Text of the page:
This talk will focus on starting your genealogical research in Scotland. It will include: Record collections – Old Parish Registers, Civil Registration, Census & more; Typical information contained on the records and how this information can be used to trace your Scottish ancestors; Where these records can be found; Internet sources such as ScotlandsPeople, Ancestry, FindMyPast & FamilySearch with an emphasis on digital material available on the FamilySearch website.

Starting or Jump Starting Your Research
Eunice Robinson

So you want to trace your family tree, but where to start, how to record your findings, and who to research first.  This session will talk about genealogical methodology, some of the Where and Why certain records are of value.  What pitfalls you may encounter, and some hints for successful research.

The Elusive Daniel Doyle
Andrea Lister

Daniel Doyle died in the battle of Jutland, going down with the H.M.S. Indefatigable in 1916 or was he in the British army during the First Hazara Expedition in India? Why isn’t he in the census? Searching through a variety of records brings more questions and maybe some answers. Join me on the case of the elusive Daniel Doyle.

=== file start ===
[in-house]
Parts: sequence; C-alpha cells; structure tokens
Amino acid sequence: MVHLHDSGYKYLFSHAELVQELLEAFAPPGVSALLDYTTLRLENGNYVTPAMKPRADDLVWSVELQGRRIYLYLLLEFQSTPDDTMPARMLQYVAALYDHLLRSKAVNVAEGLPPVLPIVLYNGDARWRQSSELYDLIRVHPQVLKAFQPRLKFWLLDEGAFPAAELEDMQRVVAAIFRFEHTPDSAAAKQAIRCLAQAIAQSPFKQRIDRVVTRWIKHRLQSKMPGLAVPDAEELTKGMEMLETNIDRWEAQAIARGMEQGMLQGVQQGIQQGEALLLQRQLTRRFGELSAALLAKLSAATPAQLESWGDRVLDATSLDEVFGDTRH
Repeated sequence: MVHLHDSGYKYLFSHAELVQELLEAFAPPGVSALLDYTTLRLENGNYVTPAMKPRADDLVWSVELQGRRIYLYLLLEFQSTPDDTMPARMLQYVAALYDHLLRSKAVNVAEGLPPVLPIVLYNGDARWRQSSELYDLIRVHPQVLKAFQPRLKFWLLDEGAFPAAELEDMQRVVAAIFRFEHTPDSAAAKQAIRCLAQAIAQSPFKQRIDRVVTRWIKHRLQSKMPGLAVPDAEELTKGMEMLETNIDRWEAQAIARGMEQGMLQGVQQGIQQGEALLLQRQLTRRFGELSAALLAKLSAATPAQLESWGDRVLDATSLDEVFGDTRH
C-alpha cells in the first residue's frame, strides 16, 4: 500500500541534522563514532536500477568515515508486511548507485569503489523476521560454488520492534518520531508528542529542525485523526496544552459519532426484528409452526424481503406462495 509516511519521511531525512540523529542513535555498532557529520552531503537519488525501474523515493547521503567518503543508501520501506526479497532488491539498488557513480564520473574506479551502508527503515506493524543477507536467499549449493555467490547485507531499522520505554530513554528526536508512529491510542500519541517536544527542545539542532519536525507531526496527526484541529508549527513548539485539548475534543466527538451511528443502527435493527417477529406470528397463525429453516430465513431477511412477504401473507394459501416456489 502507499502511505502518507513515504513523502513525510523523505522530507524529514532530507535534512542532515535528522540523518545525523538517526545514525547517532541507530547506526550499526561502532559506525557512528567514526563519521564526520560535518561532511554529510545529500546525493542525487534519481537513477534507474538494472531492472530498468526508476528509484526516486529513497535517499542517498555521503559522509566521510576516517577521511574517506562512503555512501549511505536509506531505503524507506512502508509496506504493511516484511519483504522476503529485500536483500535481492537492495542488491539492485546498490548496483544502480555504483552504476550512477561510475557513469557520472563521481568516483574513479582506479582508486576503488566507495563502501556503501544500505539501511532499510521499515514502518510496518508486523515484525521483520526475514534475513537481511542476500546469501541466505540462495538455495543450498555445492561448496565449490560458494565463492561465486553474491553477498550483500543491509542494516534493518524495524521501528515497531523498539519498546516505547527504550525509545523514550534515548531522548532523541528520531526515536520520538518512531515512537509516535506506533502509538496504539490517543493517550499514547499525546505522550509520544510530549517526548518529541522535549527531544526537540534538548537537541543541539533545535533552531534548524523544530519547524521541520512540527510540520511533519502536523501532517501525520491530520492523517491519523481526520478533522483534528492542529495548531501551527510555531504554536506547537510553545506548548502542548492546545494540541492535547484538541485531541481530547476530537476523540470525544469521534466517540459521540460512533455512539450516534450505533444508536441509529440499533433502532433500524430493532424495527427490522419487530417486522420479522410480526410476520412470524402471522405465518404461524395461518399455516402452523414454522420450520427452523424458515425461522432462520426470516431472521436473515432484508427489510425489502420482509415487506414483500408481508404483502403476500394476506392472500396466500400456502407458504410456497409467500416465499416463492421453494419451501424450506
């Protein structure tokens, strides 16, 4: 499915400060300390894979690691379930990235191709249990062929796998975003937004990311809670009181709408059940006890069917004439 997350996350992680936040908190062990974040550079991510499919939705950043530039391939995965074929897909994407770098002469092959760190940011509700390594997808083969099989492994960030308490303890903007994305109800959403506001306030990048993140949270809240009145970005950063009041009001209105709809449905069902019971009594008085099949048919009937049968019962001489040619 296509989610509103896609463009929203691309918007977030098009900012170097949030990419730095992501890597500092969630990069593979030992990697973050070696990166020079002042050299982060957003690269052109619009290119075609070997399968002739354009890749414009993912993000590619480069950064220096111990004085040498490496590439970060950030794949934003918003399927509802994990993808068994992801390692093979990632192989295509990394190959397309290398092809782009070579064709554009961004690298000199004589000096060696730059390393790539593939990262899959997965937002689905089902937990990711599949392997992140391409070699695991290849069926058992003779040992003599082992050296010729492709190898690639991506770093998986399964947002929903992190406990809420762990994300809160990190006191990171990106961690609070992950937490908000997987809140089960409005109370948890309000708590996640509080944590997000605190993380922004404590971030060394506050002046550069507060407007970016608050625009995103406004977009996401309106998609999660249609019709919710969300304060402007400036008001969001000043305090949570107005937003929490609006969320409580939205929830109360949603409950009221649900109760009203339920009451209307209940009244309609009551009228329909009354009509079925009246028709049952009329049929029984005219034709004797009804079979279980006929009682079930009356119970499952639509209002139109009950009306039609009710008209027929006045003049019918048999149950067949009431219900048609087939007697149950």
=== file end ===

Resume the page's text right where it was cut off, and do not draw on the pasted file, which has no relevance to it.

Where Else Can You Look When You Can’t Find Records?
Lil Heselton

A collaborative listing of “Where to look” combined with on the spot problem-solving. Come prepared with a clearly stated single problem and let’s see what we can do together.  We will not spend a great deal of time on any one person, so be brief and concise. A list of resources will be provided at the end of the hour.

World War I: The Stories Around Us
Karen Inkster Vance

Karen will present a compelling narrative on how seeking out our distant WWI family stories is critical to understanding both our ancestors who served in the conflict and those who remained at home. The session will cover her own personal journey discovering nearly-forgotten family tales, researching a small Vancouver Island town through the Great War years and her attempts to discover why this is still so relevant today. Attendees will leave the session with a deeper appreciation of the decisions and sacrifices made 100 years ago and inspiration to pursue their own family research.